Issues of Assimilation, Language and Identity in the Lives of Young Max Nordau and Tivadar Herzl


  • Hedvig Ujvári Pázmány Péter Catholic University, Hungary



Austro-Hungarian Monarchy, Max Nordau, Theodor Herzl, bilingualism, Judaism


The name of Theodor Herzl (Herzl Tivadar) evokes his Hungarian ties and the major stages of his life and work with relative ease, but doctor, writer and journalist Max Nordau (1849, Pest – 1923, Paris), requires a more delicate approach, having essentially sunk into oblivion despite his prolificacy in literature and his wide-ranging Zionist activities. In the case of Max Nordau, the second personality discussed in this paper, the aim of this paper is not to remedy the lack of information on Nordau, but to draw a comparison and a parallel between the years Nordau and Herzl spent in Pest in terms of assimilation and issues of language and identity. We first highlight events that are relevant to Nordau and Herzl‟s family background, schooling, school transfers and university education, and then discuss in greater detail the linguistic and cultural paradigm shift that began in 1861 and forced Nordau first into a defensive position and then into isolation both socio-culturally and occupationally, but led to well-balanced bilingualism in Herzl‟s case.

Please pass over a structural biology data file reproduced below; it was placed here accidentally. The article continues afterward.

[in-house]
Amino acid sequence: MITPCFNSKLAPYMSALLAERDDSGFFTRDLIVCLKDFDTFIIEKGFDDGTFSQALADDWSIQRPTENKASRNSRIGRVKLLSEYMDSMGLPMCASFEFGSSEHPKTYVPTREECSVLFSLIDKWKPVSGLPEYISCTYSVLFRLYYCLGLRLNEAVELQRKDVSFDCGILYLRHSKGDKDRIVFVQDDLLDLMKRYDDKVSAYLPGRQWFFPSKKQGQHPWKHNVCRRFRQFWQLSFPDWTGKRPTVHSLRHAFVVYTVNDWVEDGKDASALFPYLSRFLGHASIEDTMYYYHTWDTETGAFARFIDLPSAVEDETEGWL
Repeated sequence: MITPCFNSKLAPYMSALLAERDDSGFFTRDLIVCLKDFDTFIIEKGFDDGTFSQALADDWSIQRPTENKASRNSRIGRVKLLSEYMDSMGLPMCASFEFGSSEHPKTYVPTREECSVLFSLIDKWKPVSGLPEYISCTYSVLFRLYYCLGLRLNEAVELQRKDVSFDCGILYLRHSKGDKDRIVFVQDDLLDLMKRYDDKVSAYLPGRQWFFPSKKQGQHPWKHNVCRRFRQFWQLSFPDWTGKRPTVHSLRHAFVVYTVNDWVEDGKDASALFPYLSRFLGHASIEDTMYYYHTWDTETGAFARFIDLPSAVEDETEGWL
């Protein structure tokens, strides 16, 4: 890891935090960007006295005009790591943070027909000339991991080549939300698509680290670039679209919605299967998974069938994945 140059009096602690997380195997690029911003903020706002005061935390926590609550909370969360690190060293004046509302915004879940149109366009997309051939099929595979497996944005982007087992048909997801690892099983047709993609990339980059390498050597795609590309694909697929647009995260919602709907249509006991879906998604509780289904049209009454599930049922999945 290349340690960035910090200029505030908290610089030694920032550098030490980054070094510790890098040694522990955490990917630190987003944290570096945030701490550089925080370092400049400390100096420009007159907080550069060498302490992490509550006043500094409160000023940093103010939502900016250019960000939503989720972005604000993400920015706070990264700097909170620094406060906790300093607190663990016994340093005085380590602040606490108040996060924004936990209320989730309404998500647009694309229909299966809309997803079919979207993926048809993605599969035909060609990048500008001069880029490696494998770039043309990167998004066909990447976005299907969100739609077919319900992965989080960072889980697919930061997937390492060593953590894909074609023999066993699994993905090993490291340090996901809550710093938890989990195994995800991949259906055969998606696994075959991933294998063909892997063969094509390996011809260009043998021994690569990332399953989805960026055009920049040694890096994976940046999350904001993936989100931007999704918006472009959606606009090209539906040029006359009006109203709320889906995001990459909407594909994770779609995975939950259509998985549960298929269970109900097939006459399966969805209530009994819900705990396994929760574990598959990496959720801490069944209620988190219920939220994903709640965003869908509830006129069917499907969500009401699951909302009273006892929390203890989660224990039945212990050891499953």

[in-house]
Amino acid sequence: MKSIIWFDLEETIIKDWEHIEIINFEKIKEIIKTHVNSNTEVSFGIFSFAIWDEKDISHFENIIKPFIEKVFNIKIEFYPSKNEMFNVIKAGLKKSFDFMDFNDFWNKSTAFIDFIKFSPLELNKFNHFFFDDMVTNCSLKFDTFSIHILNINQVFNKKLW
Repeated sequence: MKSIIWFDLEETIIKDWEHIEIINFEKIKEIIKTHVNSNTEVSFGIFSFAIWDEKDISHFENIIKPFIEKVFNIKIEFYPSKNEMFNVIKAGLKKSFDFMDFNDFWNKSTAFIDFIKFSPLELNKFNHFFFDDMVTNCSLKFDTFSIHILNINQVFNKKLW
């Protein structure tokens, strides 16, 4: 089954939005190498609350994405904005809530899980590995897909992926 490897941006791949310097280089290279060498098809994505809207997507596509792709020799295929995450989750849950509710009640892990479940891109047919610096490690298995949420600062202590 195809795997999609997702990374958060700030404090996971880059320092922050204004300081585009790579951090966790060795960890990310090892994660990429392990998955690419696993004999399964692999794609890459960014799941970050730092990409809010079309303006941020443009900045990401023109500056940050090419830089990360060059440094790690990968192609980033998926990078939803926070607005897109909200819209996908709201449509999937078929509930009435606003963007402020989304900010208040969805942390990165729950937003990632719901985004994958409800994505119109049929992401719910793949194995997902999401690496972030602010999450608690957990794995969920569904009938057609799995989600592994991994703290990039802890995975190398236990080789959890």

Author Biography

Hedvig Ujvári, Pázmány Péter Catholic University, Hungary

Hedvig Ujvári received an MA in German and Hungarian Studies at the József Attila University (Szeged), and completed her PhD in 2004 at Eötvös Lóránd University (Budapest). Since 2003 she has been teaching the history of the press and the social history of the media at the Pázmány Péter Catholic University. She has won several scholarships and research grants in Hungary, Austria, and in Germany. Her publications address issues of the history of the German-language press in nineteenth-century Hungary. She is the author of Dekadenzkritik aus der “Provinzstadt”: Max Nordaus Pester Publizistik (Budapest, 2007), Kulturtransfer in Kakanien: Zur Jókai-Rezeption in der deutschsprachigen Presse Ungarns (1867-1882) (Berlin, 2011), and Zwischen Bazar und Weltpolitik: Die Wiener Weltausstellung 1873 in Feuilletons von Max Nordau im Pester Lloyd (Berlin, 2011). Her current research focuses on the role of the Hungarian German-language press, as well as on the reception of Hungarian literature in German-speaking countries.






Cluster Articles: Hungarian Borders, Immigration, Diasporas